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I have seen few applications with the ability to change themes, for example, in my case, a HRMS application (there are many such). But, people seldom use custom themes or care about them in such applications. Other applications like Gmail, blogs, etc also allow changing themes, which is understandably needed.

When is it appropriate to include theme option in application? Is there a specific reason for this trend to have started?

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3 Answers 3

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Following facts are good indicators that you may be (I'm just saying may be) should consider theme support:

  • your web interface is mature, each piece ideally fits with any other piece, business logic and functionality is tweaked almost to perfection and you are pretty sure that your application will evolve, without any revolutionary 'coup-d'etats'.
  • users constantly begging to implement theming. Disregarding the fact that your application is awesome, they keep insisting that they'd rather a competitor service, just because they have theming and you have not.
  • your web application is social. There is such entity like users personal page, and it can be reached by other users. Tumblr is a nice example here. But even for social services theming is not so crucial as it seems at first glance. For example, Facebook has (relatively) poor support for customizing personal view, but it's pretty successfull )
  • On the contrary, your web application is too personal. There is a page where user usually spends a notable amount of his time. But once again, we should not overestimate the value of such feature. Yes, gmail support theming, but I can name a plenty of services which support theming, but failed to conquer market. Even google search is de-facto not customizable, though there were some attempts to teach users to customize it more. The same about Firefox personas.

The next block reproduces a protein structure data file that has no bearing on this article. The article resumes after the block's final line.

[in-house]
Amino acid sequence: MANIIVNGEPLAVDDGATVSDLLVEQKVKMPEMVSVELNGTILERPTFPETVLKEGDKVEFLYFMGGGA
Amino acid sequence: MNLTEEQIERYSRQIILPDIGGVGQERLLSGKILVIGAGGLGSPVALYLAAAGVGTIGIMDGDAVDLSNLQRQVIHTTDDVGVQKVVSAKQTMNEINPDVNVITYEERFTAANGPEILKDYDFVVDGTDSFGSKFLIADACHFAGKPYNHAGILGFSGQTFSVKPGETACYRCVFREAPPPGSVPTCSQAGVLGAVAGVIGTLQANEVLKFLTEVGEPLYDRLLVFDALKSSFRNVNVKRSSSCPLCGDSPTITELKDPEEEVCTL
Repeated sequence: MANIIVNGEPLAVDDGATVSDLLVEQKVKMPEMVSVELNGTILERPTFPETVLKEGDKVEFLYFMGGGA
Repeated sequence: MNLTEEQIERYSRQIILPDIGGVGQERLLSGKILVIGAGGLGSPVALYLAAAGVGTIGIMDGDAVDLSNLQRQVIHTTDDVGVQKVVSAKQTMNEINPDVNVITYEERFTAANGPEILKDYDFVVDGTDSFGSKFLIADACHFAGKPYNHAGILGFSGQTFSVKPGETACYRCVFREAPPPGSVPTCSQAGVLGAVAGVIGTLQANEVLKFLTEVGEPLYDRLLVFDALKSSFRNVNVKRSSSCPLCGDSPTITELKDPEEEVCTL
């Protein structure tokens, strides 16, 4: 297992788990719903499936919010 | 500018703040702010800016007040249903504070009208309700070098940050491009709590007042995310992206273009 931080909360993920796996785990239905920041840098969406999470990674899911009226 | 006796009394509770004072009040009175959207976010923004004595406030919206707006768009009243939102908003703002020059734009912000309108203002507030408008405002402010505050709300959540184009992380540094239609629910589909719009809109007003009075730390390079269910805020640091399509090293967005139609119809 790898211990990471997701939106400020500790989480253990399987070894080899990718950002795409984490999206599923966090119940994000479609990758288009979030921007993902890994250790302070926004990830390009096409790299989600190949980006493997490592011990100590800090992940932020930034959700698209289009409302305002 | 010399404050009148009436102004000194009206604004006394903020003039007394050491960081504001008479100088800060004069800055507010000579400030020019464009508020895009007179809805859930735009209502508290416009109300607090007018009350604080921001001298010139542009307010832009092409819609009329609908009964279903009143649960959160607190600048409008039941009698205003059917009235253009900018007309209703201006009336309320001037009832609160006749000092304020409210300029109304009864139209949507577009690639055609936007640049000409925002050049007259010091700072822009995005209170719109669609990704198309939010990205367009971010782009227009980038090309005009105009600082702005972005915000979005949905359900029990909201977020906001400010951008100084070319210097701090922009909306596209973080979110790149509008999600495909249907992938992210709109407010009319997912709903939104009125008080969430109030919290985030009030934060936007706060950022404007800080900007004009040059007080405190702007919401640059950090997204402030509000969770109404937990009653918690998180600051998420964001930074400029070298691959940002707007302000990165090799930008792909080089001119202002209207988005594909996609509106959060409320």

• The theme is not a theme in a strict sense, actually. Among other things it provides some kind of additional information, most probably not crucial information and definitely not the kind of information users are interested in. Weather forecast is classic example, and abovementioned gmail was pioneer here.
  • At last, you application is a bit more 'theme-prone' if it heavily used from desktop and much more rare from mobile gadgets. This point is more arguable than the others.

To sum it up, think about providing core functionality, then again about providing core functionality, then think about how can you improve you interfaces, then again think about it and only after 10-20 iterations if you still enthusiastic - think about theming.

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good and valuable points!, but if theming is last option? then if in case i had to provide it after a successful app, would not that be difficult rather? (am not sure, but i think it would be while scaling the proj) –  sree Mar 30 '12 at 17:43